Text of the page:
Is Your Website Boring? Maybe That’s Okay

This Site is Boring

How boring is this site? It’s pretty basic, right? It has no bells and whistles, no fancy javascript sliders or interactive games. It’s no Melo Mayhem, that’s for sure.

And that’s okay.

My goal for this site is to offer WordPress services and education in the clearest, most distraction-free environment as possible. If I threw up an image slider with stock photos of web devs on shiny laptops it might look pretty. Admittedly, those are cool. But here it would just be a fluffy distraction that don’t serve users.

My philosophy of building websites has stayed the same since the days when it was strictly HTML (ok yeah, I’m that old). I start with the ultimate goal of the site, i.e., what result do I want to achieve by putting it up? And even though everyone who builds a website has different goals, they can be broken down into the same thought process. Everything you put on the site should evolve out of that main goal.

An Example, And I Do Have One

For example, let’s take this site I built for Sparky Firepants Screen Printing. Their two main goals for their website are to:

  1. get people to hire them to make custom t-shirts.
  2. help people learn about the brand and either:
    1. connect and want to learn more
    2. leave because they’re not a match

How do we make that all that happen just by putting up a website? The first thing we need to think about is how do we get the visitor to make the leap from loading the site to hiring them? The first functionality or flow that we need to create is to make it as easy and enticing as possible for site visitors to contact the shop and inquire about printing. In other words, generate leads. The second thing we need to create is a way for interested visitors to learn more and connect, even if it’s not an immediate sales lead. We need people to like and trust the brand.

While building the site, no matter what we do, we need to keep those flows in mind.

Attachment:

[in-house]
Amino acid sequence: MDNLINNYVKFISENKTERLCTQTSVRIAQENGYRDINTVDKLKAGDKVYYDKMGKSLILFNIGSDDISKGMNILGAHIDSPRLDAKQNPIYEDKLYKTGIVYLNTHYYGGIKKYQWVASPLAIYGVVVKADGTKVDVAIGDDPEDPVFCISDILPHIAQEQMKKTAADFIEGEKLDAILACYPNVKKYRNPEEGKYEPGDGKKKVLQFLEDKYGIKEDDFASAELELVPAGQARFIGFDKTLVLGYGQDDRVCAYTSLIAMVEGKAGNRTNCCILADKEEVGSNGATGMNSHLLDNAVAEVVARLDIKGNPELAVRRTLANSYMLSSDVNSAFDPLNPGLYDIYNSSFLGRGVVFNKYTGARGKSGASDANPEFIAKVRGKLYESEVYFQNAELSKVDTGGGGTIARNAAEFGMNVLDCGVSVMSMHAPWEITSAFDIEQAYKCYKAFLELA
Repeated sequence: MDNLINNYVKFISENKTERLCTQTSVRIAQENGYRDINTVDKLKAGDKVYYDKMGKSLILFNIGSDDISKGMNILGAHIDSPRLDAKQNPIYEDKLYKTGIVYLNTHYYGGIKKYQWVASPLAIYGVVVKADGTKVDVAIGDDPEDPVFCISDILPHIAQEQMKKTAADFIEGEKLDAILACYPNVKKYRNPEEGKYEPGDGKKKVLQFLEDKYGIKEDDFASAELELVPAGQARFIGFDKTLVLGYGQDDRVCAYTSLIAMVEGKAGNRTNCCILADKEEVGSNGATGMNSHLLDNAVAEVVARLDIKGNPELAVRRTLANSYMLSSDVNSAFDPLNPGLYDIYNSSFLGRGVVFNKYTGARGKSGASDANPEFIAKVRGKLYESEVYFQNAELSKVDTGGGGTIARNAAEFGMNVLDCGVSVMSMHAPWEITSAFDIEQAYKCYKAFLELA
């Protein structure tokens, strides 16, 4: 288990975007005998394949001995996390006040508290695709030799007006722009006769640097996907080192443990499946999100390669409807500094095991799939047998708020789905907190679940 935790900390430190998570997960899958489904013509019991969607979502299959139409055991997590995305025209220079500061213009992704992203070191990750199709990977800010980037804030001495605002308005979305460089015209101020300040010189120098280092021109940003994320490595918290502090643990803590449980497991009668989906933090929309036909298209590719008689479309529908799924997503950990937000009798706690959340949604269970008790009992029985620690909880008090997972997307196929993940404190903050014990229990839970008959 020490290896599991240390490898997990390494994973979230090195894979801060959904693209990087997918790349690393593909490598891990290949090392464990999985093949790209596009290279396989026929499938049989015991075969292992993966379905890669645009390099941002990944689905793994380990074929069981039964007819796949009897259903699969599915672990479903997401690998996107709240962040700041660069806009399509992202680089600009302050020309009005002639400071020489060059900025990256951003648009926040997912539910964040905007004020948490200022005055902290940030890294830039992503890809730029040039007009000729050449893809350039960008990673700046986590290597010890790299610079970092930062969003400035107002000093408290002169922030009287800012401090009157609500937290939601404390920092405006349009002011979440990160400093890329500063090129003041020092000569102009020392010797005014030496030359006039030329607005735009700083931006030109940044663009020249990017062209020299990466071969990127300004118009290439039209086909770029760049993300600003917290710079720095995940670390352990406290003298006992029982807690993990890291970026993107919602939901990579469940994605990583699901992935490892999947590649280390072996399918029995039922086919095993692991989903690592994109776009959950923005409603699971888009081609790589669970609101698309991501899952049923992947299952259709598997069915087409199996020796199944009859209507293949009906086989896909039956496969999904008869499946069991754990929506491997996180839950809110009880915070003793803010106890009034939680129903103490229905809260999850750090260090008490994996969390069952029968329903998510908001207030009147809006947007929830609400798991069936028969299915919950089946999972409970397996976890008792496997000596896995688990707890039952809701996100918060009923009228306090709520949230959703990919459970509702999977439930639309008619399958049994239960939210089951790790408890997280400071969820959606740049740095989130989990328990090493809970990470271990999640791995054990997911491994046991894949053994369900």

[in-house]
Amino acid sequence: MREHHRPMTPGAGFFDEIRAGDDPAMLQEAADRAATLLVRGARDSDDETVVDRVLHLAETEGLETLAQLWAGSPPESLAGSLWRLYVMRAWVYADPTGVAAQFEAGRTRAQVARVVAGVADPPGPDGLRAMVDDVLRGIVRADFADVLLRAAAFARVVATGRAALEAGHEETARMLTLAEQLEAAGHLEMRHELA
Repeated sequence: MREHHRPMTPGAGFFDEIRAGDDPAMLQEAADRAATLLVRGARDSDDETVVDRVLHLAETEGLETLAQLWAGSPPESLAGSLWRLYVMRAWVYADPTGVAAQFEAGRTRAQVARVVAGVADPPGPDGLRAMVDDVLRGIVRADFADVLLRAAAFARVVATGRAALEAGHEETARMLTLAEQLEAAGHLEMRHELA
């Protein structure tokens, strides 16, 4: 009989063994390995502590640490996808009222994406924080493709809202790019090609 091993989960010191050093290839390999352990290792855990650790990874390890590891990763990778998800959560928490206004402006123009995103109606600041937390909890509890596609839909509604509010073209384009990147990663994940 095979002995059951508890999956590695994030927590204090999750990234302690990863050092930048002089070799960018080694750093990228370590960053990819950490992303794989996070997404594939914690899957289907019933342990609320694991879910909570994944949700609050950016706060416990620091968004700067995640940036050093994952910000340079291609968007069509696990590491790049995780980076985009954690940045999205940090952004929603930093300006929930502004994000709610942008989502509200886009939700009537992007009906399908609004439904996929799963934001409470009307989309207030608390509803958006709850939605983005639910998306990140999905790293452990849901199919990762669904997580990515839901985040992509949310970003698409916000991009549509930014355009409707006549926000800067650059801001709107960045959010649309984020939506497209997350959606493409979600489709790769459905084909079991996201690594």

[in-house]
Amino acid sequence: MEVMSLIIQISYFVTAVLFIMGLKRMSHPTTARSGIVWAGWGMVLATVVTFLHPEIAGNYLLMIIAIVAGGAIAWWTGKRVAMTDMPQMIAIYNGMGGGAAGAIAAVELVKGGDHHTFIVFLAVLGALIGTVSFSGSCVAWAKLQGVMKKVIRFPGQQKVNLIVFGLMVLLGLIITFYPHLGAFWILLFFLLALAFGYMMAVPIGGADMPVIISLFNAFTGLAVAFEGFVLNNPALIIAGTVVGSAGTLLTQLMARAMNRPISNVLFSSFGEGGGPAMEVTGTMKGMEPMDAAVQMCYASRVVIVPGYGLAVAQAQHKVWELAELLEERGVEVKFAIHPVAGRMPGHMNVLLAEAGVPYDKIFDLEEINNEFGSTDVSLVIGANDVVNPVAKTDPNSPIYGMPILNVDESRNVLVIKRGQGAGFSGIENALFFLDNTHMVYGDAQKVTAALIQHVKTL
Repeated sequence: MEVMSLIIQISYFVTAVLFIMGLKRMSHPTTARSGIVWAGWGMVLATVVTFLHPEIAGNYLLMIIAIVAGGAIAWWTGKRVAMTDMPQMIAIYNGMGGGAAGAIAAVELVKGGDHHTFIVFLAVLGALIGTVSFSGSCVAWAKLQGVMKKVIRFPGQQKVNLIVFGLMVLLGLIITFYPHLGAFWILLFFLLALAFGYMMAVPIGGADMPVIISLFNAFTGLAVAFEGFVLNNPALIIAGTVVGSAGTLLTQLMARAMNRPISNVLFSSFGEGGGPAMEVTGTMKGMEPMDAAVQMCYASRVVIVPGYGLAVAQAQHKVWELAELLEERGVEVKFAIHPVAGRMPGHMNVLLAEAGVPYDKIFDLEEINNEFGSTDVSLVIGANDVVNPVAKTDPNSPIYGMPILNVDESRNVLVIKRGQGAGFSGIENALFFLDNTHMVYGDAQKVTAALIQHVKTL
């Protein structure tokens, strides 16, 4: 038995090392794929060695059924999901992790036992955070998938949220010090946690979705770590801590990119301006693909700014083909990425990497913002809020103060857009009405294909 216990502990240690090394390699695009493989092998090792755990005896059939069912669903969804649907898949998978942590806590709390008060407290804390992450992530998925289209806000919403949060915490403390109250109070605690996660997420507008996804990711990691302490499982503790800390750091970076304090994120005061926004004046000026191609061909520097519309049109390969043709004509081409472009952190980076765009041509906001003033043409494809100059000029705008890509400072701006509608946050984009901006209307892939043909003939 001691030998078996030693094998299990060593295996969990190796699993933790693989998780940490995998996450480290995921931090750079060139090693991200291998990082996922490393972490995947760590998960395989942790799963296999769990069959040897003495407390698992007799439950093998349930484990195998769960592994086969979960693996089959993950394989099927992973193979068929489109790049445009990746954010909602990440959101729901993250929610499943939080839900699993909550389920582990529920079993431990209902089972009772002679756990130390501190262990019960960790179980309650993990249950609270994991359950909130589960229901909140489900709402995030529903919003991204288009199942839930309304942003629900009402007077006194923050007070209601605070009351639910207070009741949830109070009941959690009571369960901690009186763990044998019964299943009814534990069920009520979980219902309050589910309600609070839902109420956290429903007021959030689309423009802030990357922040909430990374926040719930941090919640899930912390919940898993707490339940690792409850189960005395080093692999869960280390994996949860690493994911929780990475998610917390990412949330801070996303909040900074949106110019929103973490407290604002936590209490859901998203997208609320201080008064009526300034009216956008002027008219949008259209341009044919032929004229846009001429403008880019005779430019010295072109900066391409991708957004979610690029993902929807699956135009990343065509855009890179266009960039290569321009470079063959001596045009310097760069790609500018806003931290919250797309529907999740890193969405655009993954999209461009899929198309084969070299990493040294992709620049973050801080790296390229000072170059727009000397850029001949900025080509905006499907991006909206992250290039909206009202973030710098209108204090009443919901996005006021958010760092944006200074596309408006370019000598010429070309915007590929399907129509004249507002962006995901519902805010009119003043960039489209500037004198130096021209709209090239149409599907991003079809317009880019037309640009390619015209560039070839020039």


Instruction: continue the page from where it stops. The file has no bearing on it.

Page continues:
What do we need to build to make that happen? Let’s start with core things we absolutely need:

  • accessible on any platform in any browser
  • tells the viewer what it’s about (they offer screen printing services)
  • contact info (duh)
  • about page, something about the brand or people behind the company
  • educational resources i.e., blog or articles
  • secure and updated regularly
  • easily found by search engines
  • mobile responsive
  • looks current and matches their branding

Now let’s look at some things we want it to have:

  • examples of printed apparel
  • a catalog to browse
  • testimonials

If we didn’t have anything in the second category, we would still do okay. If we were missing things from the first category, our website might be a waste of time and money.

Functionality and Flow

There’s been a lot written about how a person’s eye scans web pages. I don’t doubt that it’s based on actual scientific research, but since everyone is different, everyone is attracted to different things. The best we can do is create enough opportunities in the flow of our pages, sidebars, footers and menus that we achieve our goal no matter where they look first.

Since the first goal of the Sparky Firepants site is to have visitors contact them, we want to make sure that contact info is on every page. We achieve that very easily with multiple options in the footer.

The second goal is to help them learn more about the brand, to like and trust them. For that, we added plenty of free education (blog posts), a well-written About page, free resources for apparel brands, and copy throughout the site that reflects the values of the company.

It looks so cool!

The very, very last thing we want to consider is how cool does the site look? Of course we want it to look awesome. A website that looks like it was built in 1995 wouldn’t attract great clients because they might assume that the company is out of touch (wouldn’t understand their needs), not doing well (can’t afford to update), or maybe even no longer operating (was the last blog post even written in this decade?).

How cool does it need to look? It only needs to look cool enough so people come away feeling like the company is solid and can be trusted. If you add too many bells and whistles just because they’re available, it may have the opposite effect on the visitor. Do you need a photo slider? Maybe. Maybe not. If it gets in the way of your ultimate goal of them contacting you, then it’s just unnecessary window dressing.

One thing I might recommend upgrading on the Sparky Firepants site is some videos of their screen printing in action. Video can be just fluff, but in that case, showing what you do, especially in a custom service, can be fascinating and fun to see.

Boring is in the Eye of the Beholder

Boring is subjective. We’re bored when we’re not engaged. Think about it. If a website has engaging copy that resonates with you, it can be 100% plain text and you would stick around to read. On the other hand, too many “cool” flashing animations or javascript transitions that make it hard to figure out what you’re supposed to do there can be a turnoff.

Start with your goals. Stick to your goals. You’ll be fine.

Questions? Comments? Hit me up! Paste your comment below, tweet at me, or get in touch.

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